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When Unrealistic Expectations Become Resentments

How to keep your expectations of others in check so you aren't disappointed.

Key points

  • The problem with expectations is when people expect something to happen without any reason or evidence for it.
  • Needing life always to turn out how one wants it to is guaranteed to disappoint one.
  • Without verbalizing expectations about the give-and-take in a relationship, people construct stories.
  • Unspoken expectations are usually guaranteed not to be fulfilled.
Source: amberkipp/Pexels
Source: amberkipp/Pexels

"Expectation feeds frustration. It is an unhealthy attachment to people, things, and outcomes we wish we could control but don't." — Dr. Steve Maraboli

We believe that expecting something to happen will automatically cause it to happen. We rest our hopes and dreams on the fulfillment of these firmly-held expectations. And in reality, there is nothing wrong with this—especially when we have good reason to believe that fulfilling our expectations will result in our happiness. Many of us learn from past experiences that doing certain things will make us happy. For instance, I know from experience that making my morning latte usually brings me happiness and a boost of energy, so it's reasonable for me to expect this experience every morning when I wake up.

The problem with expectations shows up when we expect something to happen without any good reason or evidence for it. If I believe that my expectations alone will bring me what I desire, I create an unreasonable expectation that sets me up for disappointment. For example, I can't make a latte by just thinking it into existence; I have to take the steps to create it. I must put the espresso, water, and milk in the machine and push the button. Expecting my latte to show up when I wake up will only let me down.

That example is easy to understand, but the concept gets confusing when dealing with people. Most of us can know that expecting a latte to materialize from our thoughts the minute we wake up is unrealistic. Yet many of us have, at some point, believed that expecting others to behave how we want them to will make it happen.

For example, you may expect your partner to be the one to make your latte in the morning, which is pleasing and friendly if your partner is on board to do it. But what happens if your partner has no interest in living up to that expectation? You might feel shocked, upset, and resentful. In cases like these, expectations become premeditated resentments.

It should be easy to think of times from your own life when you've felt resentful toward someone who didn't live up to your expectations. I know it is for me. Needing life always to turn out how you want it to is guaranteed to disappoint you because life doesn't work this way. Your parents, spouse, and children won't always meet your expectations, and that's OK if you let it be. Instead of allowing your expectations to lead to disappointment and resentment, it better serves you to keep your ideas about how things should be in check.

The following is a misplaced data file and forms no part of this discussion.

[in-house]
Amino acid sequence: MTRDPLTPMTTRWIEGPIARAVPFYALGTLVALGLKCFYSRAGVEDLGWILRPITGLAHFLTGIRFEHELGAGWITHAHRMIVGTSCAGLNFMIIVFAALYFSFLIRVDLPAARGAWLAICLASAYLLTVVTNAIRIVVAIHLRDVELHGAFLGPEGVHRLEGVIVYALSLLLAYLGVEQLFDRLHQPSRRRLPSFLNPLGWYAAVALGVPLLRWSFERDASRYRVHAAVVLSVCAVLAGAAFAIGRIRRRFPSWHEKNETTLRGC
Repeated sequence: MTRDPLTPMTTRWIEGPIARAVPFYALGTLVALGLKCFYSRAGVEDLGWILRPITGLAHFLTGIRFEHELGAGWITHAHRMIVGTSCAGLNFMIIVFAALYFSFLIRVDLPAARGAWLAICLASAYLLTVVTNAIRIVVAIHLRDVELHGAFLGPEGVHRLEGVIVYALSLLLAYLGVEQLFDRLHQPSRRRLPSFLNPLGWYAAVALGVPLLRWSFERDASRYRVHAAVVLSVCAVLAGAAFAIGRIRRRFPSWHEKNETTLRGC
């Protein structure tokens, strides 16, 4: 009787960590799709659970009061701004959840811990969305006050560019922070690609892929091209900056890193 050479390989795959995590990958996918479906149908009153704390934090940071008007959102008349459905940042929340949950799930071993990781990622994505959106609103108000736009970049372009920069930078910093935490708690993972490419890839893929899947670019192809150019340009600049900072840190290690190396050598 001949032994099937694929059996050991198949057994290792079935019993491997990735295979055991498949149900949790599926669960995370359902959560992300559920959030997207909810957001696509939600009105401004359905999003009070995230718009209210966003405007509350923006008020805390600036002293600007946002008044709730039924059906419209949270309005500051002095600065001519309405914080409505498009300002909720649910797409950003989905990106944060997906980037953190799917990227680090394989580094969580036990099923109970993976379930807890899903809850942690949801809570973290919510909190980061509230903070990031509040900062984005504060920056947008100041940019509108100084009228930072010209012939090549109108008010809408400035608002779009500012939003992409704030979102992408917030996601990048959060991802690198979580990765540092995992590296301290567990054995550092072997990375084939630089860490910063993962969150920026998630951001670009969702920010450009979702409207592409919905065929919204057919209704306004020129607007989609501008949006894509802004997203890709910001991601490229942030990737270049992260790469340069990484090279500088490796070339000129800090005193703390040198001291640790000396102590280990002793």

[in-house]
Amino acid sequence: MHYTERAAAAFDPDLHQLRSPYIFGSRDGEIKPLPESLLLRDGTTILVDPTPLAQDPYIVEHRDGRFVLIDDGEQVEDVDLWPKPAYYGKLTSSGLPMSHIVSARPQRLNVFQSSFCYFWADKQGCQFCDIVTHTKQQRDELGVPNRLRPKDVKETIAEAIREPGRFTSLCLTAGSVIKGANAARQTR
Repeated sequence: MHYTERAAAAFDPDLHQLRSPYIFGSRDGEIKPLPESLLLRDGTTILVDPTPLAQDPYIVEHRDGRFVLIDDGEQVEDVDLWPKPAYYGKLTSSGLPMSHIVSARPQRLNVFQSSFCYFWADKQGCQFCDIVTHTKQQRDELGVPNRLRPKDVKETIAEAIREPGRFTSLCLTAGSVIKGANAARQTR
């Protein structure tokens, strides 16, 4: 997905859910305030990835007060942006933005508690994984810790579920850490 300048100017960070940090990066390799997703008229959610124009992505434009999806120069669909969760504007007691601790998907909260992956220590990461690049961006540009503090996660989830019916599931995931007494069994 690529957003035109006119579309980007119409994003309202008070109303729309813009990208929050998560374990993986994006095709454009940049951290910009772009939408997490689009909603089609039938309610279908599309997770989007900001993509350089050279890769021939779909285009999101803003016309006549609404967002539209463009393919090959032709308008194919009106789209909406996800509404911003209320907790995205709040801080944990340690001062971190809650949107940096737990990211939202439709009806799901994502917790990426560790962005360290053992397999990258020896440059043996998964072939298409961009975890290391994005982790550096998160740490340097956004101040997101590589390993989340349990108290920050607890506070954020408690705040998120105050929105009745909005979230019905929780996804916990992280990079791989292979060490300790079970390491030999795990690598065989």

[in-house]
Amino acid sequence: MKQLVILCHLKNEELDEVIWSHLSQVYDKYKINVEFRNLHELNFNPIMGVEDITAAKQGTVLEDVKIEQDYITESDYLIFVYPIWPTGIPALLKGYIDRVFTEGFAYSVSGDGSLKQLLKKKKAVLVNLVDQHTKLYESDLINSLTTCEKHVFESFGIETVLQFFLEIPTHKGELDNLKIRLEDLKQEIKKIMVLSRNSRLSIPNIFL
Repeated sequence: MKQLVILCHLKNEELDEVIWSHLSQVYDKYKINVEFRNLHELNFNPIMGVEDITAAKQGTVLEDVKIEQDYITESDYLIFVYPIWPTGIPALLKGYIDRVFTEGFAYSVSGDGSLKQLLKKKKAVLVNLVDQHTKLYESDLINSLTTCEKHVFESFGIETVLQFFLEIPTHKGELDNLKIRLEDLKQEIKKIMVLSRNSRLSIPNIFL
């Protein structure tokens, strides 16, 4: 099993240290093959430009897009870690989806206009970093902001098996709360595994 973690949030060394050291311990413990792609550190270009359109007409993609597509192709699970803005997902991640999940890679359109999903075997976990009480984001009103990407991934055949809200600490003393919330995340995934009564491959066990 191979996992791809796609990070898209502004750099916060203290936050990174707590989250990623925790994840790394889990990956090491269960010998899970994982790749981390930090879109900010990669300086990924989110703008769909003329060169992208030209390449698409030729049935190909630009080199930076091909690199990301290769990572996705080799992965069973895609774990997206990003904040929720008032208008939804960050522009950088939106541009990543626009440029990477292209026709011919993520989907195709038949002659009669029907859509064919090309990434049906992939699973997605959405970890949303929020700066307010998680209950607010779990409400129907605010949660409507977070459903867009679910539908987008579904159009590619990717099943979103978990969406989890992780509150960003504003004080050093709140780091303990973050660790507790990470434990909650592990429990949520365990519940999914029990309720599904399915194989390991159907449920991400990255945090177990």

Think about it: Why don't we get upset when a latte doesn't make itself, but we get upset if our spouse doesn't make it for us? Where do we get the idea that expecting others to behave how we want them to will make them behave that way? What makes us angry at other people when they don't meet our expectations?

Without verbalizing expectations about the give-and-take in a relationship, people construct stories in their heads, coming up with what they believe to be legitimate expectations of each other. In this way, people in a relationship have a deal, even when they don't discuss the details of it. It's hard for people to live up to our expectations when they don't know what they are. However, we still feel wronged when our needs aren't met.

For example, I often hear about how my clients felt obligated to listen to their friends' and families' problems for years, even when they didn't want to, because they expected they'd get the same in return. When that doesn't happen, they feel upset and wronged. I've felt the same way many times. It's easy to believe that if you're there for people, they should be there for you, too.

However, unspoken expectations are usually guaranteed not to be fulfilled.

Speaking openly about your expectations for others may improve your chances of fulfillment. And by learning not to expect people to know what you need from them, you'll be much clearer when communicating your needs. Instead of hoping others will read your body language, tell them why you're upset or disappointed.

At the same time, thinking that clearly communicating your expectations will get people to behave as you want them to might also leave you feeling let down. My biggest challenge regarding expectations is questioning what to do when my children need to follow the rules I've designed to help keep them safe, healthy, and respectful. I know that yelling and getting angry isn't the answer, so I always consider other ways to address my expectations of them.

If we expect other people to act in ways inconsistent with their interests, they'll probably resist those expectations, leaving us resentful. Furthermore, they'll probably end up resenting us, too. Think about it: How do you feel when people expect you to do things that don't align with your goals and values?

When thinking about your expectations of others, consider whether you've fully communicated them. If you have, make sure those expectations meet the interests of your partner, friend, or family member. When you let go of the expectation that everyone needs to fall in line with what you want so that you can feel good, you get to experience contentment even when things don't turn out the way you'd hoped.

More from Ilene Strauss Cohen Ph.D.
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